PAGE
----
Over the years, carnival, to me, has become more of a spiritual practice than a site of fun and frolic. I knew that examining this Caribbean ritual, one that involves intentional disobedience, would help me endure a demanding university postgraduate programme. Every time I go to a soca fete, or to carnival, I experience “how freedom does feel”, and because of this I knew I had to restructure my doctoral research project by making soca and carnival central to it. Over the course of my studies, I started to change the ways I thought about what freedom meant, or what it looked like. I began to think about how it felt, and how it sounded. Inspired by the teaching and mentorship by Black and Indigenous scholars within the university, I learned to think about freedom as an ongoing process, one that takes shape in diverse ways and in ways that are not always recognizable. I also learned to think about Black joy, in this case Afro-Caribbean joy, as a form of freedom. The joy that fills my soul through song, the joy that penetrates my bones through dance, and the joy that fills the air through our collective energy, matter to me. And if carnival can make me, and others like me joyous, in a really white country, I will always be committed to that freedom practice and struggle. But still, I wondered how as an aspiring scholar, I could honour this commitment to freedom by taking my community of fellow masqueraders, soca lovers, and feters along my academic journey.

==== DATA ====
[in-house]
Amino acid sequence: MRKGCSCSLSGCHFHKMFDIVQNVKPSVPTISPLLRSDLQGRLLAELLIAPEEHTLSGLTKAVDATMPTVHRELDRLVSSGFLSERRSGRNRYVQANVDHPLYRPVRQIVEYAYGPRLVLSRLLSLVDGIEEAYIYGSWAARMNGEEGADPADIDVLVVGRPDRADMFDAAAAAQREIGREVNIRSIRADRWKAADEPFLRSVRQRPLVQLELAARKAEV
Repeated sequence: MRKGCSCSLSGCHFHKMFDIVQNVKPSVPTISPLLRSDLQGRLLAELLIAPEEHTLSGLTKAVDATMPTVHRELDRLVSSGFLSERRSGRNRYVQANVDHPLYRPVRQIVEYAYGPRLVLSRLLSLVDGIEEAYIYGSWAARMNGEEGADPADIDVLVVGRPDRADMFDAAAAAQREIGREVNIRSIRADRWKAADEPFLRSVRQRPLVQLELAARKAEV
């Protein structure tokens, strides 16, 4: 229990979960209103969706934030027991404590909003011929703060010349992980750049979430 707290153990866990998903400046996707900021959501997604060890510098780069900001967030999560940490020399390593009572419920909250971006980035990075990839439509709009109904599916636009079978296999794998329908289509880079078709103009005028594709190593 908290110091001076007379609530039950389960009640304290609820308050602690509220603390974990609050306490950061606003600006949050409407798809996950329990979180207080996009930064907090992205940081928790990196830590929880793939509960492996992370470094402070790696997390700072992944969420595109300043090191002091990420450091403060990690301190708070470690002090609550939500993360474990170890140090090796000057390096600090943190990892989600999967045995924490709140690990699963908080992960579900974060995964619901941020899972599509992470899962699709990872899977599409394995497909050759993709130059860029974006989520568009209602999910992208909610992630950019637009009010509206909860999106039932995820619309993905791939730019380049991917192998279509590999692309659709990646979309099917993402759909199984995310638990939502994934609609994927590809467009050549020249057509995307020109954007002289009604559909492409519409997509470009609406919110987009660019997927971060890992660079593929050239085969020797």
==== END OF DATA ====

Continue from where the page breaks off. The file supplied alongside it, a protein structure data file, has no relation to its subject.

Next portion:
Attending university has never been a pleasant place for me. Whether it was being taught by a majority of faculty who do not look like me; learning about things that in large part had little if anything to say about the kinds of histories and ideas I am interested in; or experiencing and witnessing the university exclude people based on their race, gender, sexuality, ability, class, legal status, I learned that within the university, my life, my distinct set of histories, and people like me do not matter. Following the instruction of scholars Fred Moten and Stefano Harney who write, “in the face of these conditions one can only sneak into the university and steal what one can”, vlogging became one of the tools that could make this theft possible for me. I decided that I could rely on some of the knowledge I had access to within the university – specifically, the language to name, and the lens to critique various systems in our world that hurt, harm, and kill Black and Brown people – and create a non-violent learning space with Black and Brown people who matter to me.